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Practicing, testing and scaffolding instruction

When designing a lesson, teachers build in opportunities for student practice of a skill or concept. Yet sometimes this practice ends up being a test, rather than a chance for students to practice and receive feedback on the skills and strategies they are trying to learn. Here are some scenarios with discussion questions to help you think about practicing, testing and scaffolding instruction for your students:


Discussion questions

Mrs. Jones has taught her students the difference between the long a sound and the short a sound. Now all the students are independently completing a worksheet on this skill.

  • When is independent work a test and when is it practice?
  • What would Mrs. Jones be doing if this worksheet were guided practice?
  • What would Mrs. Jones be doing if this worksheet were a test?
  • Could the phonics practice be conducted with partners or in small groups? How? Why or why not?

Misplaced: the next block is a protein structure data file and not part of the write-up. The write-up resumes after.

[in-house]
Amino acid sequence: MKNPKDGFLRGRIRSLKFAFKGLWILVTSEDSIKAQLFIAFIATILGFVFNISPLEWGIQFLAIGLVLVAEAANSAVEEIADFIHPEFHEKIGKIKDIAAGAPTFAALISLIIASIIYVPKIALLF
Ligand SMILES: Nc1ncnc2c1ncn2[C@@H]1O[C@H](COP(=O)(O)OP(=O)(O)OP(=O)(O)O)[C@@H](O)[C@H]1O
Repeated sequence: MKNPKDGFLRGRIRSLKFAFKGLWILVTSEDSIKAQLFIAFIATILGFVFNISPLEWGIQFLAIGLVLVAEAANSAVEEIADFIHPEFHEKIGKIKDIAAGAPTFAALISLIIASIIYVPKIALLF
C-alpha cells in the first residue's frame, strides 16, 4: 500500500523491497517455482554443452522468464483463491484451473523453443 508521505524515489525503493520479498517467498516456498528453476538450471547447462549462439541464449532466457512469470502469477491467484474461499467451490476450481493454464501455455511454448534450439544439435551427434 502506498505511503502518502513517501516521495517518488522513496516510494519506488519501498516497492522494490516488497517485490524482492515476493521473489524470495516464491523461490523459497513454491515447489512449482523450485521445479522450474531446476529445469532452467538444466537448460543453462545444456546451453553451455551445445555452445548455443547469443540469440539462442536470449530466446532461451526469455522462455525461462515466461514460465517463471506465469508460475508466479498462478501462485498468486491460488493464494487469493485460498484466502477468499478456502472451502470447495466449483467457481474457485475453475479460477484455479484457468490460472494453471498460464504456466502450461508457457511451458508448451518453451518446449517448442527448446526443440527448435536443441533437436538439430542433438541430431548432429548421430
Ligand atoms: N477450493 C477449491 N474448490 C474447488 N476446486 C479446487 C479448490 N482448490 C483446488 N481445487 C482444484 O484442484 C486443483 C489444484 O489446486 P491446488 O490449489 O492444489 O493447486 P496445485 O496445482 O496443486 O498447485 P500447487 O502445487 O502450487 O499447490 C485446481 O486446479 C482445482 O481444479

• What other ways can students practice phonics (instead of or in addition to using a worksheet)?
  • Do all students need to complete this assignment? Why or why not?
  • What can Mrs. Jones do if some students cannot complete the worksheet?
  • What can Mrs. Jones do if some students are done with the worksheet in five minutes?

Mr. Adams has students rotate to literacy centers during his guided reading groups. He explained the activity at each center. Amy is at the writing center and the activity asks her to write a poem about a sunny day.

  • What might happen if Amy does not know what a poem is? How could Mr. Adams help?
  • What might happen if Amy is not yet writing letters to match the sounds she hears in words? How could Mr. Adams help?
  • What other activities could be placed in a writing center? Do these activities meet your learning objectives for students? Do these activities meet the varying needs of your students? How could you structure the activities to meet different student needs?

Think of a time when some of your students needed a lot more practice with a skill, while others learned it in the first five minutes of the lesson.


  • What subject was it in?
  • How did you handle it?
  • Think of three other ways you could have dealt with this situation. Try one of these the next time the situation arises and continue to brainstorm alternatives to use in the future.